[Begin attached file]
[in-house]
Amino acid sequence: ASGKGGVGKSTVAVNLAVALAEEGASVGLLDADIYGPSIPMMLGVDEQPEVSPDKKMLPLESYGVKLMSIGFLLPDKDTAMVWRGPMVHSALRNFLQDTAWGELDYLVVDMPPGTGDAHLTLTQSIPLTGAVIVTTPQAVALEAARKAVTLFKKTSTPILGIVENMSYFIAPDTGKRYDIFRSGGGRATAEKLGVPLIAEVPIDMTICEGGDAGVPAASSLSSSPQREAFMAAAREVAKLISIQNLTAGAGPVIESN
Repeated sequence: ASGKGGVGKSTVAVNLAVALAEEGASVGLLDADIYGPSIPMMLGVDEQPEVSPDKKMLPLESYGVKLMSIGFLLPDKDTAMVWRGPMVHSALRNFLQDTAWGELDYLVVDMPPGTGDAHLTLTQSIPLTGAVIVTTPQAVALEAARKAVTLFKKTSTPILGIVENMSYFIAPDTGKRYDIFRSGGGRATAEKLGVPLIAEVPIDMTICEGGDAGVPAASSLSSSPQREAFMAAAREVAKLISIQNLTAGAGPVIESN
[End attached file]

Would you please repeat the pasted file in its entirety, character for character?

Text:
[in-house]
Amino acid sequence: ASGKGGVGKSTVAVNLAVALAEEGASVGLLDADIYGPSIPMMLGVDEQPEVSPDKKMLPLESYGVKLMSIGFLLPDKDTAMVWRGPMVHSALRNFLQDTAWGELDYLVVDMPPGTGDAHLTLTQSIPLTGAVIVTTPQAVALEAARKAVTLFKKTSTPILGIVENMSYFIAPDTGKRYDIFRSGGGRATAEKLGVPLIAEVPIDMTICEGGDAGVPAASSLSSSPQREAFMAAAREVAKLISIQNLTAGAGPVIESN
Repeated sequence: ASGKGGVGKSTVAVNLAVALAEEGASVGLLDADIYGPSIPMMLGVDEQPEVSPDKKMLPLESYGVKLMSIGFLLPDKDTAMVWRGPMVHSALRNFLQDTAWGELDYLVVDMPPGTGDAHLTLTQSIPLTGAVIVTTPQAVALEAARKAVTLFKKTSTPILGIVENMSYFIAPDTGKRYDIFRSGGGRATAEKLGVPLIAEVPIDMTICEGGDAGVPAASSLSSSPQREAFMAAAREVAKLISIQNLTAGAGPVIESN